We’re almost through the month of March and I’m now a little under halfway through the original Gundam series. Overall, I’ve been pretty pleased with the series and can easily see how it captured the hearts and minds of fans for years to come. There’s always this little bit of trepidation that older works will feel exactly that, old. That somehow the years will render them unpalatable visually and narrative-wise. Thankfully, that isn’t the case here so far.
In what felt like no time at all, we jumped straight into the action with Amuro Ray and the crew of the White Base. While there was very little set up prior to the conflict, we did receive a bit of introductory history as well as a brief time on the Side 7 colony before Zeon’s attack. We get a sense of Amuro’s lifestyle–he’s a boy left largely to his own devices with a passion for machinery.
When the battle reaches his front door, he seemingly has one choice: follow other residents to shelter. Instead, he hops into a top-secret Federation mobile suit, one vastly superior to most Zeon war machines with a constantly evolving AI. Because of his inquisitive and quick mind, he grasps the basics of piloting in a shockingly short time; however, there’s still a realistic learning curve. He acknowledges the mobile suit makes up for most of his ignorance and failures. Stronger, faster, more adaptable—the Gundam is the pinnacle of technologies of that time that Amuro has the privilege and later responsibility of piloting.
This seeming opposition of civilian and soldier, refugee and combatant, child and adult repeats throughout the series with Amuro as its main example. A surprising percentage of White Base’s necessary positions are filled with civilians, many of them not yet adults, ones who took the yoke under duress and have since become experts with real experience. While Amuro takes the controls out of seeming necessity at the start, his reasons for staying as the episodes pass change. Once the immediate heat of conflict drops to a simmer, the question of changing pilots arises. Do they have the time and resources to train a new pilot, or do they continue to invest in the child citizen who has arguably led them to safety time and time again? Piloting the Gundam may have been fun for him at the start, but battle trauma quickly builds up and it isn’t long before joy turns to duty and eventually into dread.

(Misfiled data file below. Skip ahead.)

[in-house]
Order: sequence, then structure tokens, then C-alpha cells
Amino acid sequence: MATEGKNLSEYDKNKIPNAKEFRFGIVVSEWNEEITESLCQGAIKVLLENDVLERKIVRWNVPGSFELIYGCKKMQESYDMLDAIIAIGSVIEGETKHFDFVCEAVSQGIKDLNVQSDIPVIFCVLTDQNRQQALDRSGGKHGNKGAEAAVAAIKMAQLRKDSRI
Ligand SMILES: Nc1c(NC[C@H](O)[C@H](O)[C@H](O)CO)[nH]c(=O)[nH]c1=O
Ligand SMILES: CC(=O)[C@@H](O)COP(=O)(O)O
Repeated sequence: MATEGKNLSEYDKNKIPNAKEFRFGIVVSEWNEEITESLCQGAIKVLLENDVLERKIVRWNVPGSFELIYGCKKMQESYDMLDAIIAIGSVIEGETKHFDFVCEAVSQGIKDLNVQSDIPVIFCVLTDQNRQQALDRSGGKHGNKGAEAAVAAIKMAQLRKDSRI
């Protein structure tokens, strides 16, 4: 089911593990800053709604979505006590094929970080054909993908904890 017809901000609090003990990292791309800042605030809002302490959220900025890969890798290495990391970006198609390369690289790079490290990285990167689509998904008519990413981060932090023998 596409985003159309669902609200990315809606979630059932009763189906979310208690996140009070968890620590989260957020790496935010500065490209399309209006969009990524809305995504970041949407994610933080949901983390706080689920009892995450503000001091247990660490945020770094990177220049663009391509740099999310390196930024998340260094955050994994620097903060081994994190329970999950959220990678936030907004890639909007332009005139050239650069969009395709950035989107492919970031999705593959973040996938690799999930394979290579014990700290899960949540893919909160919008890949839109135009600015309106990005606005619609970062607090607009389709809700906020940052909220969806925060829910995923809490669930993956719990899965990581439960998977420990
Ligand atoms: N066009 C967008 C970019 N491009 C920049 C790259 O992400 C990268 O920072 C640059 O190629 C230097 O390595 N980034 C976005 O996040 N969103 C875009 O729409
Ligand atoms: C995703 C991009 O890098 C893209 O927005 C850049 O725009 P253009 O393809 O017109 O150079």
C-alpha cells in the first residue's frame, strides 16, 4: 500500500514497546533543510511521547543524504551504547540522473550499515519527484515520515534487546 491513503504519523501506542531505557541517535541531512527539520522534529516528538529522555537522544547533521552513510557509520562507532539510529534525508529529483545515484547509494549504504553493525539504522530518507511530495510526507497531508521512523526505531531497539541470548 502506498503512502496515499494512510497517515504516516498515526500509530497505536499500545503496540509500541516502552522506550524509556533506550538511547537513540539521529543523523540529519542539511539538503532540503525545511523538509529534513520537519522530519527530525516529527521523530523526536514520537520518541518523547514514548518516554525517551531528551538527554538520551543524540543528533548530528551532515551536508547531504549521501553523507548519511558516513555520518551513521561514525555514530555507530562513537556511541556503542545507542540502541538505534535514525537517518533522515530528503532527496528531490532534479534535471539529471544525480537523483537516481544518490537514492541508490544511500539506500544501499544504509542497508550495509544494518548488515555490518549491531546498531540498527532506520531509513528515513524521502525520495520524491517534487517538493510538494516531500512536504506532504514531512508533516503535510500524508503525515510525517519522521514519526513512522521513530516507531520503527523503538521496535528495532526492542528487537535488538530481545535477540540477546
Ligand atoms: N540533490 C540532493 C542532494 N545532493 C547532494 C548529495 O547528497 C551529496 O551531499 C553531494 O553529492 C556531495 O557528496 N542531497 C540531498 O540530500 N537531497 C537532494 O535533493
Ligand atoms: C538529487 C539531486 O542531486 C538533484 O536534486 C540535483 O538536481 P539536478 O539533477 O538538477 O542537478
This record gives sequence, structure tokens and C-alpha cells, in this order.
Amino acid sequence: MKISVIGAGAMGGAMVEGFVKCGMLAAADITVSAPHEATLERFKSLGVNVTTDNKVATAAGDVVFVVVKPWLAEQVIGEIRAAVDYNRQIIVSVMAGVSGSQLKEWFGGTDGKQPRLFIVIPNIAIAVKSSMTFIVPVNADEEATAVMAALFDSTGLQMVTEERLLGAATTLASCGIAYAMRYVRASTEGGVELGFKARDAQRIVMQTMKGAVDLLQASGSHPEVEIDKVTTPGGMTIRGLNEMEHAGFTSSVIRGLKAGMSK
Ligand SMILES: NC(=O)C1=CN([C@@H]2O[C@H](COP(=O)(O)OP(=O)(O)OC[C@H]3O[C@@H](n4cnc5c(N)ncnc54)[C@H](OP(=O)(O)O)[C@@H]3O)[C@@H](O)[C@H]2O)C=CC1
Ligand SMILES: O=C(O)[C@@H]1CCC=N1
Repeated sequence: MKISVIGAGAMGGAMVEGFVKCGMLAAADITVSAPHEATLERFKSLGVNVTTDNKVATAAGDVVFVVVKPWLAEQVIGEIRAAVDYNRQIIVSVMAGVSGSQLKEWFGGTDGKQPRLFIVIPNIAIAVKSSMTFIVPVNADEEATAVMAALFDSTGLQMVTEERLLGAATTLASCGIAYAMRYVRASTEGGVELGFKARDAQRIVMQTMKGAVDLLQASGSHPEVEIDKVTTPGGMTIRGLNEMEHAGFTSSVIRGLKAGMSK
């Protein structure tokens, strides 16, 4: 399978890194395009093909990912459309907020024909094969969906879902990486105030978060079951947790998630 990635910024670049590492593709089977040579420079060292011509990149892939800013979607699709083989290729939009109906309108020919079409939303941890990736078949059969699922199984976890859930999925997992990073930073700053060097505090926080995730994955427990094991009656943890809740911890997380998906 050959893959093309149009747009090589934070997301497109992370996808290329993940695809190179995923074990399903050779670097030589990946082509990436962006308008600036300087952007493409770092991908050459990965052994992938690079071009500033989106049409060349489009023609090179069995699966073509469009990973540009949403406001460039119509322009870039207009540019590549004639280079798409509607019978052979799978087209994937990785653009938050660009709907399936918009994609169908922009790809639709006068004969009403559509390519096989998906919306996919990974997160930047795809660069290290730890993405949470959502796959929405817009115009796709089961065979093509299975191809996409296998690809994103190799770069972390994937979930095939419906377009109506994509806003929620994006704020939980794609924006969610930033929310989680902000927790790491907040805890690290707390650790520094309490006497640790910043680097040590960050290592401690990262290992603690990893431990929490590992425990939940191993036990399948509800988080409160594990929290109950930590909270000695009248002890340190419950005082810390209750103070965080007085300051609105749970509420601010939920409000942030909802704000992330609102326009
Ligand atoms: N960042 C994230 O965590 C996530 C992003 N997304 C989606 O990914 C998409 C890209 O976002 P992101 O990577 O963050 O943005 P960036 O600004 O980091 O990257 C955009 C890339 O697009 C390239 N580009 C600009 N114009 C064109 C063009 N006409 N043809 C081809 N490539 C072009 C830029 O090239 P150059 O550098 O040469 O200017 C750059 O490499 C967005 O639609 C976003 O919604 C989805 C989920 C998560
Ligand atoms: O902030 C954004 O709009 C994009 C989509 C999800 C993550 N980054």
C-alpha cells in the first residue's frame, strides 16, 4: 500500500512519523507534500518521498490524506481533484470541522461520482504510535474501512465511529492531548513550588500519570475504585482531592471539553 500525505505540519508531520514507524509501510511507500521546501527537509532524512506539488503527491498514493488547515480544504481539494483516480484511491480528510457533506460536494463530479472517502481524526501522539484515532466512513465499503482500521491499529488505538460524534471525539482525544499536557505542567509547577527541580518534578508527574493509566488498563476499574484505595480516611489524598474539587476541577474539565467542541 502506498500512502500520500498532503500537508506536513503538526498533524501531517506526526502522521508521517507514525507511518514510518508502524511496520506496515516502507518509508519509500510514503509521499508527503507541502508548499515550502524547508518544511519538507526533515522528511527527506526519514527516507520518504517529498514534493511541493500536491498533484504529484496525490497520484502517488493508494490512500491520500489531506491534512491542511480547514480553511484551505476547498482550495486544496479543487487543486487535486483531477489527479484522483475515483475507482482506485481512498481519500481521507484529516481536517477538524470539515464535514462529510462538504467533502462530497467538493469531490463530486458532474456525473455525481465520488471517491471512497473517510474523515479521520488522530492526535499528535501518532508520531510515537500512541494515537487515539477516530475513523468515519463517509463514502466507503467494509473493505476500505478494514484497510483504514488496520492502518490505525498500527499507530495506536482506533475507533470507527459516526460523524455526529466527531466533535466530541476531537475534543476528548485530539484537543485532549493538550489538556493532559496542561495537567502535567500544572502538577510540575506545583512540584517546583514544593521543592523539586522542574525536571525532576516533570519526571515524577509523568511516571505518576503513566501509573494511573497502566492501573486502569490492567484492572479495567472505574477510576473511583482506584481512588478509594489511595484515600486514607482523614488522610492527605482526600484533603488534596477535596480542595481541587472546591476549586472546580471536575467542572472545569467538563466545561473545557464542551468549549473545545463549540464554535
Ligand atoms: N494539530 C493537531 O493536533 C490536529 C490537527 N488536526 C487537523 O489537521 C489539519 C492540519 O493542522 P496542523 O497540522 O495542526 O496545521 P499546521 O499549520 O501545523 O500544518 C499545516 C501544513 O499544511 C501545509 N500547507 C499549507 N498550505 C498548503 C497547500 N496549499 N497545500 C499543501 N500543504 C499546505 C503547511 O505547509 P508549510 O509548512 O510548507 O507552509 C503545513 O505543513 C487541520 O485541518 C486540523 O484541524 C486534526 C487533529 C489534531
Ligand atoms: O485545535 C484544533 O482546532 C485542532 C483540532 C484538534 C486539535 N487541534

One of the main character conflicts throughout the series takes place between pilot Amuro and Ensign Bright Noah. While Amuro is obviously still a child at the beginning, Bright’s age was less obvious to me. From the beginning, he acted like a man several stations higher than actuality. His immediate distrust and obvious dislike for Amuro grated on my nerves. I can understand not trusting Amuro on the grounds of inexperience at the start, but several battles later, Bright continues to show very little confidence in the young pilot’s abilities. When you think about it, the two of them are actually very similar–young men thrown into positions far above their initial skillsets who learn and improve remarkably fast. If Bright expects others to follow him, maybe it’d behoove him to demonstrate some of the faith in others like Amuro.
March is almost over and I probably won’t make it to the end of Gundam 0079 in time–don’t worry! I still plan to finish it as soon as possible. I know there are a few films retelling this original series and from what I gather they do an inferior job, particularly in regards to the audience’s understanding of Amuro. If anyone has strong opinions on whether these films are worth watching, let me know! I’m considering continuing on in the Gundam franchise after 79 in chronological order with a brief step backward to 2015’s Gundam Origin.
- 0 dango – average and forgettable.
- 1 dango – very good in its category.
- 2 dango – excellent show that is worth a try.
- 3 dango – exceptional show one must watch.